• Amelia

Ghost Net Jewellery: The Story Continues

When we first thought about launching a range of ghost net jewellery here at Yemaya HQ I had no idea how it would capture people’s imagination. The response has been amazing, some people have made connections with specific areas where the ghost nets have been retrieved and others are gradually building up a collection from different areas along the Cornish coastline.

If you are new to Ghost Nets you may be wondering what all the fuss is about so here is our quick guide to some of the facts about ghost nets.

  • Ghost nets are commercial fishing nets which have been lost or abandoned by a fishing vessel and remain in the sea

  • The abandoned nets continue to trap fish and other marine life, killing them as they can’t escape




  • The main types of nets which become ghost nets are gill nets and drift nets.

  • Ghost nets occur through a number of reasons including bad weather damage, nets not secured properly to buoys, and accidents that damage the nets

  • Until the middle of the 20th Century most commercial fishing nets were made with natural fibres which naturally biodegrade over time. But advances in technology meant nets could be made from synthetic materials such as nylon. Whilst these are lighter and stronger they do not naturally biodegrade and can last in the sea for many years.





The shocking facts

  • Around 640000 tones of fishing gear discarded into ocean each year

  • Over 1250km of net lost in UK each year

  • Over 150000 dolphins, whales & porpoises are killed annually by the gear along with thousands of sea birds, turtles & sharks

  • It is not just animals that are killed. In 1998 42-year-old Megan Reehling became tangled in a ghost net while in the sea at Puget Sound near Seattle, USA. She was equipped with a knife and made an attempt to cut through the net but ran out of air before she was able to free herself.

In January 2019 a 30m long lost or abandoned net was found off the coast of Cornwall. It took 15 people to pull the net out of the sea and needed a tractor to get it off the beach to be broken up and recycled.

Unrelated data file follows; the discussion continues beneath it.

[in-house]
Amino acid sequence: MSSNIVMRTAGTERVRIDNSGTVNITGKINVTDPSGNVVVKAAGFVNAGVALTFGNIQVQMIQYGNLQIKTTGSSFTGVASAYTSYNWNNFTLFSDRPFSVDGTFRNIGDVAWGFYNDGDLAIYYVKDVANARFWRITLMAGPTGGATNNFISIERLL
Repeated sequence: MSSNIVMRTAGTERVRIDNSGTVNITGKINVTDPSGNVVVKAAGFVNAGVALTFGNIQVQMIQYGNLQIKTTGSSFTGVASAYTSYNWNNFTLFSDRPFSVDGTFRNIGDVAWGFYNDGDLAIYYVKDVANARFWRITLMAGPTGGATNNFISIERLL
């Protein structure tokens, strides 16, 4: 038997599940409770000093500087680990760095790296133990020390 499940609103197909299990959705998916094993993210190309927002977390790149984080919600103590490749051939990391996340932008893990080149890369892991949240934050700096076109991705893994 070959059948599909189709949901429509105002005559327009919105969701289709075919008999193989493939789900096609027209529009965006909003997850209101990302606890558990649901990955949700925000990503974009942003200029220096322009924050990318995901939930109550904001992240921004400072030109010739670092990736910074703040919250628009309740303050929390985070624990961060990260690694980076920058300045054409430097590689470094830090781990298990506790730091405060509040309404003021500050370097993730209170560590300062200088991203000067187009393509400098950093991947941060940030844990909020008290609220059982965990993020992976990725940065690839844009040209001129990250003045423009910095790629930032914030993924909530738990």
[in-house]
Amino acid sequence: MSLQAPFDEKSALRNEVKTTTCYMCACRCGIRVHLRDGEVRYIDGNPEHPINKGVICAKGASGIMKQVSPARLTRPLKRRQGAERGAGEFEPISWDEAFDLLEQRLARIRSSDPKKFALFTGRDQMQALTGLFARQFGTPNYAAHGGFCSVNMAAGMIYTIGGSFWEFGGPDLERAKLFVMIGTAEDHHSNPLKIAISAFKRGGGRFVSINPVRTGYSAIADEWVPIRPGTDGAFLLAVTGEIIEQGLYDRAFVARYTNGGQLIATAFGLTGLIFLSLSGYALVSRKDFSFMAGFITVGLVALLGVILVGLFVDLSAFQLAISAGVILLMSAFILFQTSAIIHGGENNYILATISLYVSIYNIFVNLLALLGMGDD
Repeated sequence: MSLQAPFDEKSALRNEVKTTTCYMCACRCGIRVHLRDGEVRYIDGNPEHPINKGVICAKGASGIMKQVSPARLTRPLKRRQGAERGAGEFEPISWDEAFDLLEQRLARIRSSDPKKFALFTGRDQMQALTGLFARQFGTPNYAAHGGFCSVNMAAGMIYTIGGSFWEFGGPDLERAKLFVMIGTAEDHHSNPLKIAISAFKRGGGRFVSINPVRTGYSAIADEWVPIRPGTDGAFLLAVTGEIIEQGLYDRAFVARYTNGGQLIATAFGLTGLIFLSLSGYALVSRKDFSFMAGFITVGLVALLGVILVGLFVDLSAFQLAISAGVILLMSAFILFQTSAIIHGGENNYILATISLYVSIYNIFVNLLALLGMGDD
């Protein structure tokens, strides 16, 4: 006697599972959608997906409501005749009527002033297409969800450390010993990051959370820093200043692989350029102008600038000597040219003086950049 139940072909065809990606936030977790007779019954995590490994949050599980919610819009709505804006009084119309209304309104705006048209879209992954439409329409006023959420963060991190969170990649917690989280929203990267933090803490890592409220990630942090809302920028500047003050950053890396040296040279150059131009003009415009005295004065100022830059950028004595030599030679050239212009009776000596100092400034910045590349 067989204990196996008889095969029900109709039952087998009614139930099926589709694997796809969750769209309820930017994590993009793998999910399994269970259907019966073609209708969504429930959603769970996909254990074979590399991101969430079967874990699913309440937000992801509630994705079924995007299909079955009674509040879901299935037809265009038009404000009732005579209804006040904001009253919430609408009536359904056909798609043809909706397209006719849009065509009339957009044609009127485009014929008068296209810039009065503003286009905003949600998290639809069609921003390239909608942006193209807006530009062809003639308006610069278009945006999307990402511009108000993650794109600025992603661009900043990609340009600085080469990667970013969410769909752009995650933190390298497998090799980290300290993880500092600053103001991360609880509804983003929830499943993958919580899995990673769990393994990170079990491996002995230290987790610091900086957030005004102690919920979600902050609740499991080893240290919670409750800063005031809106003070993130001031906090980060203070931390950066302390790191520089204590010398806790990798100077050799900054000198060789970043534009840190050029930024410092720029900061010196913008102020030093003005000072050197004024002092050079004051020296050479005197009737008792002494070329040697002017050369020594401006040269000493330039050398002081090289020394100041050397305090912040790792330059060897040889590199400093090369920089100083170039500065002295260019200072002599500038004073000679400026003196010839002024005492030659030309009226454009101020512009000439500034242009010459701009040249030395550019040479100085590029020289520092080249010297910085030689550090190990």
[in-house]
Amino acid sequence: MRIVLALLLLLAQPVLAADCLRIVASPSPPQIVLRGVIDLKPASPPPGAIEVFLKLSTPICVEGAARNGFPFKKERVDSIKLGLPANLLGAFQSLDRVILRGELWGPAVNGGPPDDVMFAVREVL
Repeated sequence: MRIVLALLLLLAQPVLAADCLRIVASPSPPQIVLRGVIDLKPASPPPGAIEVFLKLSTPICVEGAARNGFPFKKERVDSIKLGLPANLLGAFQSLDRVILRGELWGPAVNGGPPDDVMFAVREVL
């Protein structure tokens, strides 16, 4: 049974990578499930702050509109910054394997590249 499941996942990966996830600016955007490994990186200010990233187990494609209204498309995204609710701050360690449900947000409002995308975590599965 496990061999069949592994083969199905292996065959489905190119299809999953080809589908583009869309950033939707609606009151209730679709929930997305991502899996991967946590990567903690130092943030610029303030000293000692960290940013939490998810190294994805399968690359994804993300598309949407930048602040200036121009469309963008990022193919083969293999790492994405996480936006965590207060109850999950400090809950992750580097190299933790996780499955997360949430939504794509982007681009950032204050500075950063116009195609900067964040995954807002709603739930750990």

Ghost nets are not a Cornwall problem, they are a global problem.



Yemaya joins Clean Ocean Sailing to Highlight the Problem


Since 2020 we have been working with the wonderful team at Clean Ocean Sailing to find a sustainable reuse for these abandoned nets that helps people to connect and understand the problem.


Our Ghost Net Bracelets have done exactly that. They are unique, affordable and wearing one is a signal to others that not only are you aware of the problem, but also that you care. With every bracelet we sell we donate £2 to this remarkable charity.



The success of this initiative is the partnership we have with Clean Ocean Sailing and you.



The more people become aware of the problem, the more it is talked about and the more people get involved in trying to find a solution, the more hope there is for a better future for our marine environment.



Tomorrow we are launching our next 50 Ghost Net Bracelets collection

This new range is available in a range of colours and from a range of locations along the Cornwall coast including Coverack, Praa Sands, Polzeth, Fistral and Crackington Haven.




Want to find out more and get involved with this fantastic project? Visit www.cleanoceansailing.com to see how you can make a difference.

Show you care by talking to people about the problem in our oceans and seas and of course, wear one of our fantastic Ghost Net Bracelets!

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